Horrifying though much of the book is, it also has a great deal of humour in the style of old Soviet jokes. For example, one of Mao’s poems “The Red Army fears not the long march, mountains and rivers they take in their stride” has a new popular version: “The official fears not a drinking match, ten thousand cups he will down with pride.” The authors quote Mao’s famous adage, “The revolution is not like a dinner party”, before discussing the huge amounts of eating and drinking by officials at public expense. In one case, a restaurant owner sues the local township for non-payment of bills, and because the township can’t pay, he is compensated with one of the administration buildings. The authors conclude that, contrary to Mao, the revolution is a dinner party.
It is hard to see how anyone could read this book and still believe that the peasants are in any sense, now or at any time in the past, masters of the country.
However, the authors can’t really offer a way forward. They consult a lot of experts in the rural economy and receive a lot of contradictory answers. Understandably perhaps, the overall sense of the book is that more private control of land by the peasants, combined with the actual rule of law and proper elections (at the moment a peasant’s vote counts for less than an urban resident’s), as well as complete freedom of movement, would be the most desirable outcome. In other words, Western-style capitalism and bourgeois democracy.
James Kynge was the Financial Times‘ chief correspondent in Beijing, and his book, China Shakes the World, is much more in the conventional business book mould.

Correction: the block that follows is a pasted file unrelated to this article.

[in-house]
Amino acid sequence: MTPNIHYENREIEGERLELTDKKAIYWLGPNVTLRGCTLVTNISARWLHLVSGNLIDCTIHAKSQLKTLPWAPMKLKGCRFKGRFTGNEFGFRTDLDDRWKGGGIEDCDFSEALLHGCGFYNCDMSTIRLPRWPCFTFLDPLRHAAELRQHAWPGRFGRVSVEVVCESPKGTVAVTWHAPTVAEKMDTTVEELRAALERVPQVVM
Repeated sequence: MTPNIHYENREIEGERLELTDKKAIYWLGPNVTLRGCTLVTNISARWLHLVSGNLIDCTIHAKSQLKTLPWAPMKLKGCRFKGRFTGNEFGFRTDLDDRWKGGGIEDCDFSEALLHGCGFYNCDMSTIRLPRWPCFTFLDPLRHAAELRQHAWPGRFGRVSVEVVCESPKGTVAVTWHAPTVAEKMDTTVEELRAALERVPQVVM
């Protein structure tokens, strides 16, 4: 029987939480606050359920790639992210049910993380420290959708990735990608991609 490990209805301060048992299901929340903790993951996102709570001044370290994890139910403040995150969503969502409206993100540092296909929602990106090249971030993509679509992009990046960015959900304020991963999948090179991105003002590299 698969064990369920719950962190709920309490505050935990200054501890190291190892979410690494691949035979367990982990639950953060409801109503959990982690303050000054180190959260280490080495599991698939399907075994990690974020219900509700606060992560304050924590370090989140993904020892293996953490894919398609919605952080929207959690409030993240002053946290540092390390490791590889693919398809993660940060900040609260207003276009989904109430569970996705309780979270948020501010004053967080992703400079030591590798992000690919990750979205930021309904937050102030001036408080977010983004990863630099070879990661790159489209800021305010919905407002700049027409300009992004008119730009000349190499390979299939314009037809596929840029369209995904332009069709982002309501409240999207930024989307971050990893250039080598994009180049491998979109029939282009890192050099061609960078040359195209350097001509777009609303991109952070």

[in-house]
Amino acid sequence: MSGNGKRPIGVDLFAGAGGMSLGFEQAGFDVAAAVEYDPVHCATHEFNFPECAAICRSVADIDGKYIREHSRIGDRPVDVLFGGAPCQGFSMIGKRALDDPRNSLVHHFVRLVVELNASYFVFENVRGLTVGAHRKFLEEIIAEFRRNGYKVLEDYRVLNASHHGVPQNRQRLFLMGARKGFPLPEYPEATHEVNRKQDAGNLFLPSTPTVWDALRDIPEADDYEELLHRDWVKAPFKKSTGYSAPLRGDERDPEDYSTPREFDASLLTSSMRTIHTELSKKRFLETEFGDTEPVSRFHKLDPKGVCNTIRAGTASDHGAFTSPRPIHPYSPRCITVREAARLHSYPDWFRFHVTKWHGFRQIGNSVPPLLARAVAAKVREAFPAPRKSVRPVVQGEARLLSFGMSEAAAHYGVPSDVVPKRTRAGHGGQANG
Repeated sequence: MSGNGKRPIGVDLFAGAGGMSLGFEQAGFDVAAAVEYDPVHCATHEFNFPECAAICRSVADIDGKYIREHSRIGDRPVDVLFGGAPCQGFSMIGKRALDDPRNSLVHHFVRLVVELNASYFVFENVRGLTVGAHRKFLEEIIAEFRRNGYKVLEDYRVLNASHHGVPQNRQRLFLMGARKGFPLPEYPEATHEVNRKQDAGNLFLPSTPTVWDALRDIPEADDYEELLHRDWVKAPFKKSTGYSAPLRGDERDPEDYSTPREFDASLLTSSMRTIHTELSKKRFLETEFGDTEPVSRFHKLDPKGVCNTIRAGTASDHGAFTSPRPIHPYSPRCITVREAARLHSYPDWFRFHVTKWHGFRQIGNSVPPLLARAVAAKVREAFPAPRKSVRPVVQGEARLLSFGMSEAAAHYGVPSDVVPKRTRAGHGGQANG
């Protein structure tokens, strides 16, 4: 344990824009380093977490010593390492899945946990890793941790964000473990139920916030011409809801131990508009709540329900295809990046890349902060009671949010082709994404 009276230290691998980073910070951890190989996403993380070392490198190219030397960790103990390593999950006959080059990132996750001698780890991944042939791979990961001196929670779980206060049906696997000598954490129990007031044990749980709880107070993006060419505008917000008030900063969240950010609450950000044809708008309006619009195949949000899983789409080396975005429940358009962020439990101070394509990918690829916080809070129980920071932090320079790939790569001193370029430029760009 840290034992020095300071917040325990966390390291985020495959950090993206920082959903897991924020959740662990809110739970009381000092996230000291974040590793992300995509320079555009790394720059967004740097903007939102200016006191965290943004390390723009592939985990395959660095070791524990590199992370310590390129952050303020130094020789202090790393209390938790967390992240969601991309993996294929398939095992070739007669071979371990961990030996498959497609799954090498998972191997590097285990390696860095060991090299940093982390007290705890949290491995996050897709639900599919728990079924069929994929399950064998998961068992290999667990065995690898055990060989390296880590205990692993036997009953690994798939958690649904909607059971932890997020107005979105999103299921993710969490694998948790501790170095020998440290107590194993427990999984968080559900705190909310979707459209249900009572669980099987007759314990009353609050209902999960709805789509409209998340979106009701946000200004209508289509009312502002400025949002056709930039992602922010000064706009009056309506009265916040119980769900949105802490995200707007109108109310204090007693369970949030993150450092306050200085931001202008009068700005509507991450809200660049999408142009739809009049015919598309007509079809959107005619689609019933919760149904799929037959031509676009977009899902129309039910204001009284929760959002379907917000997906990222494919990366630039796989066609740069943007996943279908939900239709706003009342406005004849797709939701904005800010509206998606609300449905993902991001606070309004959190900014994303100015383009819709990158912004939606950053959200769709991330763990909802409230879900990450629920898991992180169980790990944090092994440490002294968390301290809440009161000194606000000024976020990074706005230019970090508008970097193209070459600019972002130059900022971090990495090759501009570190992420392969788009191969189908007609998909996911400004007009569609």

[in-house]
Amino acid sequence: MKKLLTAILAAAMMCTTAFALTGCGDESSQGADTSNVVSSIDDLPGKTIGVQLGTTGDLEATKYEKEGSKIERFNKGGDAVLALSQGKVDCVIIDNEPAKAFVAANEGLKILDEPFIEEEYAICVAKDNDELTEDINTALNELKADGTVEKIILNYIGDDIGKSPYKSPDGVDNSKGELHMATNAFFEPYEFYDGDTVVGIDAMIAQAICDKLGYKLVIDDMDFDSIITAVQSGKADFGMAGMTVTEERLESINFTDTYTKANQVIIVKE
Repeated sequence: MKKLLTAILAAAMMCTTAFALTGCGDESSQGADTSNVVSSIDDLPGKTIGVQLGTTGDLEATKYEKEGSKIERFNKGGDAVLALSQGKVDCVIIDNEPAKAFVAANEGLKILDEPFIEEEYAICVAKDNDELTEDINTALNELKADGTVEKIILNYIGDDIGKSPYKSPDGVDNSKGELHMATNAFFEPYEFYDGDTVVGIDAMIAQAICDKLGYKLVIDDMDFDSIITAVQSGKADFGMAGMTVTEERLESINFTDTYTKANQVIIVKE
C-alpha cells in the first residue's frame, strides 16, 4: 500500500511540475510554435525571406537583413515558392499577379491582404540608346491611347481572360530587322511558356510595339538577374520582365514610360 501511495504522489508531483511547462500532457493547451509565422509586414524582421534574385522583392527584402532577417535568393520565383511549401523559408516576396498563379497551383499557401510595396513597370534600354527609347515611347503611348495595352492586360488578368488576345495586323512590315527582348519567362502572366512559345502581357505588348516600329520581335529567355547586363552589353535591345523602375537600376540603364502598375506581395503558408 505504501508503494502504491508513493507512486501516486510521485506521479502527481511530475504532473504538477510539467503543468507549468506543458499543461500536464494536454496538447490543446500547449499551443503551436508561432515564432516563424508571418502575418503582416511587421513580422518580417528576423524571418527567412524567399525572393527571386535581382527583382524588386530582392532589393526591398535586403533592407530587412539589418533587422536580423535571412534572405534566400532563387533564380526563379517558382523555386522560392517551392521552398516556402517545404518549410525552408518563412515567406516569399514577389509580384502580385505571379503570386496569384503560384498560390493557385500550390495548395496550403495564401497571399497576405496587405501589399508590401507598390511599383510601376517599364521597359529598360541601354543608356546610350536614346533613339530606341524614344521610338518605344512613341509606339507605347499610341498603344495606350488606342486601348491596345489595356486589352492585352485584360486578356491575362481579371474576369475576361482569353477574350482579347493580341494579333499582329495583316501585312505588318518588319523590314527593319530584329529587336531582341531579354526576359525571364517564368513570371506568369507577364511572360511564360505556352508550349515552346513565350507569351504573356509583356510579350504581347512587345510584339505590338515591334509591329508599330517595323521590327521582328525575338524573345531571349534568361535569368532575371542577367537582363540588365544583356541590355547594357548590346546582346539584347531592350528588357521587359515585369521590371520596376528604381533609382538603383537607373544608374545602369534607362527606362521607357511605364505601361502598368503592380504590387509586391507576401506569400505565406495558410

However, Kynge does a competent and interesting job of describing the impact of the world economy on China and vice versa. He uses examples such as the purchase of a whole steel plant by a Chinese businessman and its transport from Dortmund in Germany to Jinfeng in China to illustrate shifts in costs and demand. He investigates the rise of Chinese-owned clothing firms in Prato in Tuscany, following the fortunes of some illegal Chinese migrants there. The descriptions of the enormous wholesale markets and manufacturing operations that lie behind them put faces and stories to the shelves of cheap products we can see in our superstores.
The book does not skate over some of the human costs of the booming economy, and points out some of the contradictions that the system is facing. Employment growth is not fast enough to absorb the numbers of unemployed and underemployed from rural areas who are seeking work in the cities, and there is no mechanism for bankrupting enterprises which continue to churn out products with which the market is saturated, borrowing money which can only be repaid with more borrowing. Again the remedy is seen as political reform.
Martin Hart-Landsberg and Paul Burkett’s book China and Socialism is in marked contrast to the others reviewed here. It is not a book in the revolutionary socialist tradition of this magazine, in that the authors believe that there was an attempt to build socialism in China in the years after 1949. But it is very different from the other books in that the authors look firmly in the direction of Chinese workers and peasants (and indeed international movements of workers) for solutions.
The authors are very critical both of the neoliberal admirers of post-reform China and even more of the “progressive” apologists for the regime, who argue that the legacy of the revolution has in some way allowed the Chinese state to insert itself into the global economy on preferential terms, and that this makes it a model for other poor countries to follow. They state:
“The facile linkage of China’s post-revolutionary achievements to its current capitalist successes diverts attention from the main precondition of the latter: an increasingly insecure labour force whose efforts at self organisation are constantly suppressed by one of the world’s most authoritarian states.”